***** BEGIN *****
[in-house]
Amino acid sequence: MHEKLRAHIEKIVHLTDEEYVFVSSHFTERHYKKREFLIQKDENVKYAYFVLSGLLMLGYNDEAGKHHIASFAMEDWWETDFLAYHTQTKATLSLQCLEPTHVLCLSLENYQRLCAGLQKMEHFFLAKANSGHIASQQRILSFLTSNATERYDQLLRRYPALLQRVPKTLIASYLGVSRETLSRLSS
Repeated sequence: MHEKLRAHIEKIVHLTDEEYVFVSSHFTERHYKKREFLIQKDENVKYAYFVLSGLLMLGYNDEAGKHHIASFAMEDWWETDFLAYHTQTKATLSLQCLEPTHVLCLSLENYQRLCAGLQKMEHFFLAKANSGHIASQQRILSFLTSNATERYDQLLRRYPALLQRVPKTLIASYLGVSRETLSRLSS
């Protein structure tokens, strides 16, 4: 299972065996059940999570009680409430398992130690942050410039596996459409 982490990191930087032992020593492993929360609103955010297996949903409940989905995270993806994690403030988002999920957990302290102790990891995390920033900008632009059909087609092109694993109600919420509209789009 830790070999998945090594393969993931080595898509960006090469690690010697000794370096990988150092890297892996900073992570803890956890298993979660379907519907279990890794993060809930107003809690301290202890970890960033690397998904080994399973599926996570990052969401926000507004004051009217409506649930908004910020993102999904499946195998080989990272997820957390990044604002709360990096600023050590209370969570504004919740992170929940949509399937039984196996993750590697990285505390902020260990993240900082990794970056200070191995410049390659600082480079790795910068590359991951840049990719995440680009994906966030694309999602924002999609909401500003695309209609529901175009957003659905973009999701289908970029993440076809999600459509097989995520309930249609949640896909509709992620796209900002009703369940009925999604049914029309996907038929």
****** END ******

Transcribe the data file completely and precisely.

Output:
[in-house]
Amino acid sequence: MHEKLRAHIEKIVHLTDEEYVFVSSHFTERHYKKREFLIQKDENVKYAYFVLSGLLMLGYNDEAGKHHIASFAMEDWWETDFLAYHTQTKATLSLQCLEPTHVLCLSLENYQRLCAGLQKMEHFFLAKANSGHIASQQRILSFLTSNATERYDQLLRRYPALLQRVPKTLIASYLGVSRETLSRLSS
Repeated sequence: MHEKLRAHIEKIVHLTDEEYVFVSSHFTERHYKKREFLIQKDENVKYAYFVLSGLLMLGYNDEAGKHHIASFAMEDWWETDFLAYHTQTKATLSLQCLEPTHVLCLSLENYQRLCAGLQKMEHFFLAKANSGHIASQQRILSFLTSNATERYDQLLRRYPALLQRVPKTLIASYLGVSRETLSRLSS
């Protein structure tokens, strides 16, 4: 299972065996059940999570009680409430398992130690942050410039596996459409 982490990191930087032992020593492993929360609103955010297996949903409940989905995270993806994690403030988002999920957990302290102790990891995390920033900008632009059909087609092109694993109600919420509209789009 830790070999998945090594393969993931080595898509960006090469690690010697000794370096990988150092890297892996900073992570803890956890298993979660379907519907279990890794993060809930107003809690301290202890970890960033690397998904080994399973599926996570990052969401926000507004004051009217409506649930908004910020993102999904499946195998080989990272997820957390990044604002709360990096600023050590209370969570504004919740992170929940949509399937039984196996993750590697990285505390902020260990993240900082990794970056200070191995410049390659600082480079790795910068590359991951840049990719995440680009994906966030694309999602924002999609909401500003695309209609529901175009957003659905973009999701289908970029993440076809999600459509097989995520309930249609949640896909509709992620796209900002009703369940009925999604049914029309996907038929």